Review: ‘The Trespass’ by Barbara Ewing

By oldenglishrose - Last updated: Friday, August 20, 2010 - Save & Share - Leave a Comment

London 1849. The capital city is living in fear. Cholera is everywhere. Eminent MP Sir Charles Cooper decides it is too risky for his younger daughter, the strangely beautiful and troubled Harriet, and sends her-but not her beloved sister Mary-to the countryside.  Rusholme is a world away from London, full of extraordinary relations: Harriet’s cousin Edward and his plans for a new life in New Zealand; Aunt Lucretia, reliant on afternoon wine and laudanum; the formidable Lady Kingdom and her two eligible, unobtainable sons. However, life in the country can offer only temporary respite to Harriet, who longs to return to her sister.

But when Harriet does come home, London has become more dangerous than ever. Her health, her freedom-even her sanity-are under threat. Escape is essential. Can a young, powerless girl change her life? Can she board the Amaryllis without being discovered? Does she realize that if she flees, more than one person will pursue her, literally to the end of the world?  (Goodreads Summary)

It was a rare treat to find a historical novel with the typical stunningly beautiful heroine, magnetically attractive to all men who gaze upon her beauty, which somehow (for reasons which become clear as the novel progresses) managed to avoid being a romance. Not that I have anything against romance, but this certainly made a refreshing change and I found Harriet to be a much more interesting central character for it.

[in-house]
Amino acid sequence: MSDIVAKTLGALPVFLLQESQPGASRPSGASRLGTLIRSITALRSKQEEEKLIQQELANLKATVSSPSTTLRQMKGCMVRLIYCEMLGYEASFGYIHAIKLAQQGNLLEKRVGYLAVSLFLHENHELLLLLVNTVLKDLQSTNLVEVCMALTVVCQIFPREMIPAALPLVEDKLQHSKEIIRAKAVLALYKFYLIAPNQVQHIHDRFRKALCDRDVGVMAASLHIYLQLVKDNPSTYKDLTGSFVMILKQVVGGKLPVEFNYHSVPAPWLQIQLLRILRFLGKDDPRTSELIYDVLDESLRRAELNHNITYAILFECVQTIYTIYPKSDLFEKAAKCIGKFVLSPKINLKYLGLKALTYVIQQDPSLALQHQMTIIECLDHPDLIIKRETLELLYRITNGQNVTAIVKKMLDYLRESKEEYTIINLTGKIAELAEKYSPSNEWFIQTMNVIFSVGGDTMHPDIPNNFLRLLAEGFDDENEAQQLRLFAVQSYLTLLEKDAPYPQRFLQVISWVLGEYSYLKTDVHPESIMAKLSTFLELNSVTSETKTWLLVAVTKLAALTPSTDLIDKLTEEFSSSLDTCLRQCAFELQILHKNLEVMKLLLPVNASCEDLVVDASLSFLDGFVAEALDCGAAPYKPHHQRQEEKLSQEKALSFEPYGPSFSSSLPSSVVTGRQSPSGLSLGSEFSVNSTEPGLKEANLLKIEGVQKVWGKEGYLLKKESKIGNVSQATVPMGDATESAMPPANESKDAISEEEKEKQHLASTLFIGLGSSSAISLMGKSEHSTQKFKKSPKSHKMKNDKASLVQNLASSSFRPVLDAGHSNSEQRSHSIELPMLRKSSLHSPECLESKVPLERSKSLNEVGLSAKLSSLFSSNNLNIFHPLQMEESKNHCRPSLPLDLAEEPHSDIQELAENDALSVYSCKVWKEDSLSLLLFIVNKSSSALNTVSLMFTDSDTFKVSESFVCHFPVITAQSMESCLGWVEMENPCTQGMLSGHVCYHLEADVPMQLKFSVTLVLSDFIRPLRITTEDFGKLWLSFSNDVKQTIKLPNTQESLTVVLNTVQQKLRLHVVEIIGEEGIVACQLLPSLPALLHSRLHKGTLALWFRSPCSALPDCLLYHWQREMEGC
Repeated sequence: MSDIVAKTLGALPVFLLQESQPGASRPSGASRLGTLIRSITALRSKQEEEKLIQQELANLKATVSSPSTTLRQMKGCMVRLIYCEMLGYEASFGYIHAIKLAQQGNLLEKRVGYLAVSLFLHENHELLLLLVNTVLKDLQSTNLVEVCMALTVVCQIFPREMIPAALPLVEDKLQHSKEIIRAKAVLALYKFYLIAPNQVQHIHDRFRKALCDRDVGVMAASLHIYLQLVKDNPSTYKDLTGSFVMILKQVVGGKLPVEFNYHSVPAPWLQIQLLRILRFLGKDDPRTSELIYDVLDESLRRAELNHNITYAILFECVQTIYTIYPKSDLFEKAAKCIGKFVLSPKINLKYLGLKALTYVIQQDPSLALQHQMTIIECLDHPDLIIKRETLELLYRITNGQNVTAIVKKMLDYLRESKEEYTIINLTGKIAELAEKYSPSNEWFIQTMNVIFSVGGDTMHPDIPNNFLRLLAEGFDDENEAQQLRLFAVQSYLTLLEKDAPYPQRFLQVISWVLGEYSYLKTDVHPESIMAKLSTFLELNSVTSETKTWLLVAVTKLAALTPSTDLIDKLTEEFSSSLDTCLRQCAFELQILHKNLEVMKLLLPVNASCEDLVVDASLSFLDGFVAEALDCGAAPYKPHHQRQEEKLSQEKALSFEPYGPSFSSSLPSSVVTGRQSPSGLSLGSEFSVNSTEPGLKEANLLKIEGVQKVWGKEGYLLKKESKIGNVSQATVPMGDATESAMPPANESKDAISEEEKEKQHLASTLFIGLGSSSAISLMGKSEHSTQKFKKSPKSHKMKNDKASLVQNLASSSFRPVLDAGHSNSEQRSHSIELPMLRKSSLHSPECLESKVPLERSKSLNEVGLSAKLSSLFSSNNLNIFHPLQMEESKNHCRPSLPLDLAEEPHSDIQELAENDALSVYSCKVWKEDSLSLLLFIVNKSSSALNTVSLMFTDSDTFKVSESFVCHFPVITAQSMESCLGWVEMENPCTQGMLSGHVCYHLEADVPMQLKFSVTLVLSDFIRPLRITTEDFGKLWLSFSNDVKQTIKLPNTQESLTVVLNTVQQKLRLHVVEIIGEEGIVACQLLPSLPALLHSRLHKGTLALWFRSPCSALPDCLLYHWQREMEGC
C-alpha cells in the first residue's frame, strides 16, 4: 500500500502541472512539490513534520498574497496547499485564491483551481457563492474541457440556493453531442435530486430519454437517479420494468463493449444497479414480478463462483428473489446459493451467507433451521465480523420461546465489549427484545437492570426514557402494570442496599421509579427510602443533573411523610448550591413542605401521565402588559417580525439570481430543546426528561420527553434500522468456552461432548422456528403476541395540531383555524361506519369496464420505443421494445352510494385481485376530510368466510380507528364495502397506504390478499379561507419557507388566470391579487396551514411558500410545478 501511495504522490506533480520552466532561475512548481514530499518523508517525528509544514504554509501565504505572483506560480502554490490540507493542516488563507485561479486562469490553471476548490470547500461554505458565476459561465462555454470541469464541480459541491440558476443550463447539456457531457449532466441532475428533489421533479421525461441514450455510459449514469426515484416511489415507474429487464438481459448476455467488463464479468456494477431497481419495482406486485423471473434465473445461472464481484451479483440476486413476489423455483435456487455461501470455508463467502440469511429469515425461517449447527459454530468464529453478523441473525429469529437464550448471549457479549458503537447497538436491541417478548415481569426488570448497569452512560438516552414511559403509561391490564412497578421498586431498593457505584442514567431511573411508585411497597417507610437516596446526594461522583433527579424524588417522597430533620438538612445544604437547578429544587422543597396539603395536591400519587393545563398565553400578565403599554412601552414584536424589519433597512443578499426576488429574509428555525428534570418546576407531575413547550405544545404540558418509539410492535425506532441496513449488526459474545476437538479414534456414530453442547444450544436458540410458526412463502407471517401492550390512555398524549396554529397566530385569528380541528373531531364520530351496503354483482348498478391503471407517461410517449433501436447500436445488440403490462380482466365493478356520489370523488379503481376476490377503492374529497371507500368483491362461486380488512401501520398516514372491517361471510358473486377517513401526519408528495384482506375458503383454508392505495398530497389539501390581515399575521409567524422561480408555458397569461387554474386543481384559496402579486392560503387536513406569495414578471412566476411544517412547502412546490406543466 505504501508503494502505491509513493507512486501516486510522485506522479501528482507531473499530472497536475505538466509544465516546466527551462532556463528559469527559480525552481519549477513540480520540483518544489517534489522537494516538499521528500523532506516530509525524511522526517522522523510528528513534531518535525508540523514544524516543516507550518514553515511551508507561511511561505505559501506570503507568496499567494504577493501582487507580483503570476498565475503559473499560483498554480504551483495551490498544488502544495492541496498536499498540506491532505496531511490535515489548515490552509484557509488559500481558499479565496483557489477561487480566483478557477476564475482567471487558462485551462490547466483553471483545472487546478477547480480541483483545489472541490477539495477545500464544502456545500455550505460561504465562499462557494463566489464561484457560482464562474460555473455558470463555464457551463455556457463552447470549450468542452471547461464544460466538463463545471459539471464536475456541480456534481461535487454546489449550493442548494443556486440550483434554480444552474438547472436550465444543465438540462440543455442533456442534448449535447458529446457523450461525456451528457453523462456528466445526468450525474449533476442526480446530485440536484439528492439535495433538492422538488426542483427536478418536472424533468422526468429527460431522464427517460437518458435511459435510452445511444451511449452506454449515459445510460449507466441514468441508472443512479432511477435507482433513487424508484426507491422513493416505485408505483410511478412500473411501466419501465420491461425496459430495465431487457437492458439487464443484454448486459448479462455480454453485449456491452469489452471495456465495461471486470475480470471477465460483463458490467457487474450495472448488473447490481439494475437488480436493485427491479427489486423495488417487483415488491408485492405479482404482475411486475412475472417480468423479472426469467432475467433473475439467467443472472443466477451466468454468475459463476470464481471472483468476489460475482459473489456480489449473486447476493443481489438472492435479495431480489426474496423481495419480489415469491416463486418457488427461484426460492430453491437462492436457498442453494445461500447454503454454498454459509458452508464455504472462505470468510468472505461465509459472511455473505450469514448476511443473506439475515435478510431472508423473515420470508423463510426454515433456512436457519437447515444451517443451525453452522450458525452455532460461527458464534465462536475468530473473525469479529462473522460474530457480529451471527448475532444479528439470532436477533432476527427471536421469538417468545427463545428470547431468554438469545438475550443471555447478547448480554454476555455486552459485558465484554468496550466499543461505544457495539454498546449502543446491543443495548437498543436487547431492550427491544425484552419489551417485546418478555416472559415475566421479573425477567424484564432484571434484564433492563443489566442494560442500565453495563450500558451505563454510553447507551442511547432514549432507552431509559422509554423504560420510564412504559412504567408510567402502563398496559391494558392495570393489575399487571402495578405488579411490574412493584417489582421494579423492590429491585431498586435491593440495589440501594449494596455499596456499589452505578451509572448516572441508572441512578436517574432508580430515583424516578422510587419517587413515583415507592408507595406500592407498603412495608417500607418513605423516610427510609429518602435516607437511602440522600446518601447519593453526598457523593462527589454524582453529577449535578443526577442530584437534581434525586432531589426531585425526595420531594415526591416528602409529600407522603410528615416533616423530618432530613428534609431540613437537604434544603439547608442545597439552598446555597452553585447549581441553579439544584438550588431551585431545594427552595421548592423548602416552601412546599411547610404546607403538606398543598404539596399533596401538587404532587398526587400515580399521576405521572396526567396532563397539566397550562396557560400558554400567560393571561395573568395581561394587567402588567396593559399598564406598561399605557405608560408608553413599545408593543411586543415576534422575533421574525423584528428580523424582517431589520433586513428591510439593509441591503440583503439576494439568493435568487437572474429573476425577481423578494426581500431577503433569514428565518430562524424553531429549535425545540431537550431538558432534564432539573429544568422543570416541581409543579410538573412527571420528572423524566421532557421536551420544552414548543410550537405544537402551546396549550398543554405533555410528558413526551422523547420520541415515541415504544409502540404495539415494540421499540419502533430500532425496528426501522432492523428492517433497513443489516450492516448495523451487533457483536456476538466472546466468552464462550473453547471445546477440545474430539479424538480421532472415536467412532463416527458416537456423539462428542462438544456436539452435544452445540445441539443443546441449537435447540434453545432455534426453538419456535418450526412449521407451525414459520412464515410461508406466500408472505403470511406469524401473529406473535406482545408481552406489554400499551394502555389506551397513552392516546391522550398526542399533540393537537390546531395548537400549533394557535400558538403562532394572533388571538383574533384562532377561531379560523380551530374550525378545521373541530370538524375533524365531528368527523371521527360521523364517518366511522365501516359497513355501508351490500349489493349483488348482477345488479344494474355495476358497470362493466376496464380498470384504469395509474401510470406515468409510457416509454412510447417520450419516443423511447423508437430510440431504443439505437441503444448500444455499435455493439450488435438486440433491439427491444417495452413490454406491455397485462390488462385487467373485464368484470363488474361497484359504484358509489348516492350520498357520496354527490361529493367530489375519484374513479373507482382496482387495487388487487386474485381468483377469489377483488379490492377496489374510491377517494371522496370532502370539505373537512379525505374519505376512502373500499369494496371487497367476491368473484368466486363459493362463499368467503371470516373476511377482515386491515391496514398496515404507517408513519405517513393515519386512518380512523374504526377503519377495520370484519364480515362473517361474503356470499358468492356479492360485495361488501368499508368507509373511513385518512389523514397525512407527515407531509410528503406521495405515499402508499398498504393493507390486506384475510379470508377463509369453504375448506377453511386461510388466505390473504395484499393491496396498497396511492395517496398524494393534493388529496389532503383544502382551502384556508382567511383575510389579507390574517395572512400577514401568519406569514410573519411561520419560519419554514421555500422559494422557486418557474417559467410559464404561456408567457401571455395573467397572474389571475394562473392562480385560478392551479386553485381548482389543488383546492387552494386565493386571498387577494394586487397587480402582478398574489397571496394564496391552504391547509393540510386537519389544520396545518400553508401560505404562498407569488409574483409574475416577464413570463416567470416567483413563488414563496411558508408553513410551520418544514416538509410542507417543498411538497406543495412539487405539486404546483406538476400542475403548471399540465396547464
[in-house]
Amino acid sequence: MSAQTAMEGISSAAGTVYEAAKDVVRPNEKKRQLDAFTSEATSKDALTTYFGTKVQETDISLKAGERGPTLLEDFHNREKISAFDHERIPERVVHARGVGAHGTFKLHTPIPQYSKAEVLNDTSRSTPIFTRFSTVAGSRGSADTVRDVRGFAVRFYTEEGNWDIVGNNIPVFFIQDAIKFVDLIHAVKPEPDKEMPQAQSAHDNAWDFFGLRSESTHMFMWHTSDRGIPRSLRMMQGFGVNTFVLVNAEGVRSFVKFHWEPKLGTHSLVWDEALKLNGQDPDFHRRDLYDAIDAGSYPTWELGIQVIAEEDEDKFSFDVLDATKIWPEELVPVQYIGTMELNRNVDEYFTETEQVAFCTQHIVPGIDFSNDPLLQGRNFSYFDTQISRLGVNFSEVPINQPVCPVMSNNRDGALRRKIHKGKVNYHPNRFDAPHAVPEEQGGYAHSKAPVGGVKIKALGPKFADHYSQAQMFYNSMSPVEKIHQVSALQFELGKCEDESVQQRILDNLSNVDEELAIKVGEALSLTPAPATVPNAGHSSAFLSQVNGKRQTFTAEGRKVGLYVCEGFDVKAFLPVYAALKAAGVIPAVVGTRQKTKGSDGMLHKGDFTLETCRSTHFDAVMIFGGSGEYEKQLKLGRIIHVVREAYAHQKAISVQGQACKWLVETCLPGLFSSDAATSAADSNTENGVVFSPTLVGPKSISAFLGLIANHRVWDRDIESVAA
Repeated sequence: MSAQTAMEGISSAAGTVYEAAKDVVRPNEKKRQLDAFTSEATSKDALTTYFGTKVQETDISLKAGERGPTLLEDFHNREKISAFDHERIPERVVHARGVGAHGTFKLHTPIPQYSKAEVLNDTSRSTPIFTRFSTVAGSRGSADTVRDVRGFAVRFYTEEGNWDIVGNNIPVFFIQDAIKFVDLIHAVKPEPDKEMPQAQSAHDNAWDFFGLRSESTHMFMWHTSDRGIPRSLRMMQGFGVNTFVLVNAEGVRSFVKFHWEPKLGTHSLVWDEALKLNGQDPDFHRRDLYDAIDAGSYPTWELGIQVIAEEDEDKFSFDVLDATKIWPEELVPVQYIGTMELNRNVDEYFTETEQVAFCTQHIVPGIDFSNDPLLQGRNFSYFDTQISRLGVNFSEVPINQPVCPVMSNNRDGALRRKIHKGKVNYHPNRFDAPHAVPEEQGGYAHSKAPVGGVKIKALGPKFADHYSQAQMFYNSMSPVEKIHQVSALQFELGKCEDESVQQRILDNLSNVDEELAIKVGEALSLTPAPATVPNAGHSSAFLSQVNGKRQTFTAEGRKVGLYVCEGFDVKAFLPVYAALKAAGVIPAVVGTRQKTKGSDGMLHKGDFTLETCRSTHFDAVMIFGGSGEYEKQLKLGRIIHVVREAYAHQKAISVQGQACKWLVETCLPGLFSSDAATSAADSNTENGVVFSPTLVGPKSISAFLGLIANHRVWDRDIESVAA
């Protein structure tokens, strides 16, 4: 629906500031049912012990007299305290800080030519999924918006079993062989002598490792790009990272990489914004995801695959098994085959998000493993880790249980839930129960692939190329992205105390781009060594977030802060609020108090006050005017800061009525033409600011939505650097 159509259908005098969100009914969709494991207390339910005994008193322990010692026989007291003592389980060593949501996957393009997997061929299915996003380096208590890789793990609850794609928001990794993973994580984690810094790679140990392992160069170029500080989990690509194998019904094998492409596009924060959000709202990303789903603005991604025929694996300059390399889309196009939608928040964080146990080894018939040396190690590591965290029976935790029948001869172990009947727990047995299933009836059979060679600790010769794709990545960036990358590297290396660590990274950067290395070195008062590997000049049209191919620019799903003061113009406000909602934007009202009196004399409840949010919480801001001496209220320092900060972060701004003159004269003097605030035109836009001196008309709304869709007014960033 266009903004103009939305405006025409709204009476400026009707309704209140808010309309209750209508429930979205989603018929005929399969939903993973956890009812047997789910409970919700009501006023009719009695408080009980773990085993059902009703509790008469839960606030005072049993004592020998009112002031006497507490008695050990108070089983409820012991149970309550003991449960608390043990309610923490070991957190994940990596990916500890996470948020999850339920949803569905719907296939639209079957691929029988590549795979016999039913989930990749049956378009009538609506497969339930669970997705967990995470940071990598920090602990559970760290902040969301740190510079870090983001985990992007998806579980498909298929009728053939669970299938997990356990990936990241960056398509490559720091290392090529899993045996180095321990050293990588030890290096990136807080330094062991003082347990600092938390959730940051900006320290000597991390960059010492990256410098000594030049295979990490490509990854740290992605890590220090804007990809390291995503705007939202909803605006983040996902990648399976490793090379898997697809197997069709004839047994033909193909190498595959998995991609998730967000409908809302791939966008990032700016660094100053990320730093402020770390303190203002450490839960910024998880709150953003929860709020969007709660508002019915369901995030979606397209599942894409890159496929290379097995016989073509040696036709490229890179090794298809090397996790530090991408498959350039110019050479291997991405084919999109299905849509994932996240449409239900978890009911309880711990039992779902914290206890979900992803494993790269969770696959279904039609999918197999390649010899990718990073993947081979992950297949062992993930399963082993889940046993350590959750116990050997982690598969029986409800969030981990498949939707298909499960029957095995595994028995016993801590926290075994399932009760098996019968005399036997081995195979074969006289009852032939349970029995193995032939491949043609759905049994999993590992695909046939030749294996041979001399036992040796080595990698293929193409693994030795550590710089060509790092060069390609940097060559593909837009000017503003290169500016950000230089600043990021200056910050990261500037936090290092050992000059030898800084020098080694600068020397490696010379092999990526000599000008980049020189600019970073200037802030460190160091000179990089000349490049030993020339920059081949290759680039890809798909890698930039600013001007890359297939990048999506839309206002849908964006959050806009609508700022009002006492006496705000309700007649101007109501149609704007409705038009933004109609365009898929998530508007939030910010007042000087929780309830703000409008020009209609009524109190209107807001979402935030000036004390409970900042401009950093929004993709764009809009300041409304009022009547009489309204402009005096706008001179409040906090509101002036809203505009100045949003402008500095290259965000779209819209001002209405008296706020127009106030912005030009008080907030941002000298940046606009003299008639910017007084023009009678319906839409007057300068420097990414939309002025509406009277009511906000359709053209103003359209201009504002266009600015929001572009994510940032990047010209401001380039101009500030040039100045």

Victorian England isn’t my time period of expertise, but Barbara Ewing certainly seems to know her stuff and, more importanly, how to use it well. There was just enough historical name dropping in the opening sections to root the book firmly in the given era without becoming obtrusive and annoying, after which it was dropped rather than relied upon as a lazy way of indicating “look: this is a historical novel!” Instead, the era was so well evoked and engaging that such clumsy reminders would have been entirely unnecessary.

This was a beautifully written, thoroughly researched book which I really enjoyed reading. The only reason I haven’t given it five stars is because of the way the plot tended towards strings of very suspicious conveniences, some of which required a lot of suspension of disbelief. I know that it’s fiction and such devices are sometimes necessary to get to the desired conclusion, but I would have liked perhaps a tiny bit more subtlety in that respect. Otherwise, an excellent read

The Trespass by Barbara Ewing.  Published by Time Warner, 2003, pp. 408.  Originally published in 2002.

N.B. This is an old review written in 2010 and posted on Goodreads and LibraryThing before I started keeping track of all the books I read here at Old English Rose Reads.  I’ve decided to keep copies here so that this remains a complete record of my reading since I started reviewing books for my own pleasure.


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